At an Indian wedding. every lady dresses to impress! The bride may wear a bit more jewellery, but it’s an opportunity for everyone to celebrate. I spotted three women wearing very verrry similar purple paithani saree as me during my wedding day, for example.
Don’t worry, you soon get used to this, and start to enjoy it. I feel embarrassed to admit, I have since worn my bridal saree to one of my cousin-sister’s weddings! Eak!
Tip: Wear a bridal gown from your country at some point during the wedding (perhaps the reception) if wearing white has been something you have dreamt about. Everyone loves a fusion wedding!
5. You Will Need a Make-Up Artist Who Understands Your Ethnicity…
My sister did my make-up and it seems it may have been a wise move. I’ve heard from several foreign wives who married in India that they hated their bridal make-up. The simple truth is, not every style of make up is suitable for everyone. Some colours suit some complexions more than others, etc. If you want to hire a make up artist, make sure you have a trail run before the big day!
Tip: Alternatively, simply practice doing your make up yourself (there are thousands of amazing bridal make up tutorials one YouTube). No one knows your face like you, and practice makes perfect!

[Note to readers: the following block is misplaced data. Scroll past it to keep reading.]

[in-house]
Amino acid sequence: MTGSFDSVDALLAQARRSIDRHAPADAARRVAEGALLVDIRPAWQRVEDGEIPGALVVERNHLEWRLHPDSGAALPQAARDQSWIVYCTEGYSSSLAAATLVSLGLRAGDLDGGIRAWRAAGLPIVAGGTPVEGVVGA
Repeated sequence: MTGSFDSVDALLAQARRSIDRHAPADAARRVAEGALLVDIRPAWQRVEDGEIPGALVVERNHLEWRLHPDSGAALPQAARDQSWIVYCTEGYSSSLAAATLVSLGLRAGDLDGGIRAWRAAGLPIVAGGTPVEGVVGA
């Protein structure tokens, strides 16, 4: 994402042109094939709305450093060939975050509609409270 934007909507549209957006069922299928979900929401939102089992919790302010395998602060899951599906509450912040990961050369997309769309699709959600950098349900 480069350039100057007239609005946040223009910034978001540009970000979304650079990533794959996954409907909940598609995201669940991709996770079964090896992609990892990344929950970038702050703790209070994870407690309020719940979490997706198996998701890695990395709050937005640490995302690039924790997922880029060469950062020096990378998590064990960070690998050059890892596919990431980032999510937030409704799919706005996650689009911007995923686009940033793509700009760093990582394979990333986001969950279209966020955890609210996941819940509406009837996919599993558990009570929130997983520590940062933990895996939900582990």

6. You Must Remember It’s Not Just About The Happy Couple…
It took me such a long time to get my head around this, but I now realise that an Indian wedding isn’t just about the union of two people, it’s the union of two families. Parents dream about their child’s wedding, just as little girls and their scrap books do. You should be involved in the preparations because your wedding should be a special day for you. But, remember to keep in mind that your in-laws may also have a strong vision about how they want it to be. If you want to avoid upset, you may have to compromise on a couple of things.
Tip: The only way to make sure that something is the way you want it is to arrange/pay for it yourself.
7. You May Not Understand Your Vows…
There are so many rituals involved in an Indian wedding, it’s heavy work binding two souls together for several lifetimes. The mantras and vows will be Sanskrit (if you are having an Hindu ceremony, that is) and several of my Hindu friends have admitted to me that even they don’t really understand it all. This may leave you feeling a bit odd during your marriage ceremony.
Tip: Try to find a priest who can speak English and translate some of the mantras and explain some of the rituals. It will bring more value to your ceremony.
Indian weddings can be overwhelming because of their sheer size and complexity, but they are spectacular. Try to forget about things that don’t go to plan and concentrate on the fact that this is the first day of your married life together! And hey, if you don’t like your make up, dress, jewellery, or photographs; you can dress up again in all your splendor at the next wedding or festival you attend!
What are your experiences of Big Fat Indian Weddings?